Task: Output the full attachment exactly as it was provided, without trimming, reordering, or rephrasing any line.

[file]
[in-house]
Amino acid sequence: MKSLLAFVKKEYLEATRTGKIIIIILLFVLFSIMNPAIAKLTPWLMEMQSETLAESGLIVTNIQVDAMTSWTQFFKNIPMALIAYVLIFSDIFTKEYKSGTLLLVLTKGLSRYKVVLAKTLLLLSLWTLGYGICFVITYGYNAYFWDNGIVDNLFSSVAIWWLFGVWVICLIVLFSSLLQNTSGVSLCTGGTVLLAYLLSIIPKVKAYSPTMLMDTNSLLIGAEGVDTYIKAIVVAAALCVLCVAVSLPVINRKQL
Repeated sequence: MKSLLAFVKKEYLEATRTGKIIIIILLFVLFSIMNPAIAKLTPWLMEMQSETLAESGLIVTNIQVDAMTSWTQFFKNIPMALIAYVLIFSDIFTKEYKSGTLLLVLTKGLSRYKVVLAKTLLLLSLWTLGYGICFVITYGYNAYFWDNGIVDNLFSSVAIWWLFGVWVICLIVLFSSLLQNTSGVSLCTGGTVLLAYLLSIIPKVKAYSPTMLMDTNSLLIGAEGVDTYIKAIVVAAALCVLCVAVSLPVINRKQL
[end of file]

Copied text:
[in-house]
Amino acid sequence: MKSLLAFVKKEYLEATRTGKIIIIILLFVLFSIMNPAIAKLTPWLMEMQSETLAESGLIVTNIQVDAMTSWTQFFKNIPMALIAYVLIFSDIFTKEYKSGTLLLVLTKGLSRYKVVLAKTLLLLSLWTLGYGICFVITYGYNAYFWDNGIVDNLFSSVAIWWLFGVWVICLIVLFSSLLQNTSGVSLCTGGTVLLAYLLSIIPKVKAYSPTMLMDTNSLLIGAEGVDTYIKAIVVAAALCVLCVAVSLPVINRKQL
Repeated sequence: MKSLLAFVKKEYLEATRTGKIIIIILLFVLFSIMNPAIAKLTPWLMEMQSETLAESGLIVTNIQVDAMTSWTQFFKNIPMALIAYVLIFSDIFTKEYKSGTLLLVLTKGLSRYKVVLAKTLLLLSLWTLGYGICFVITYGYNAYFWDNGIVDNLFSSVAIWWLFGVWVICLIVLFSSLLQNTSGVSLCTGGTVLLAYLLSIIPKVKAYSPTMLMDTNSLLIGAEGVDTYIKAIVVAAALCVLCVAVSLPVINRKQL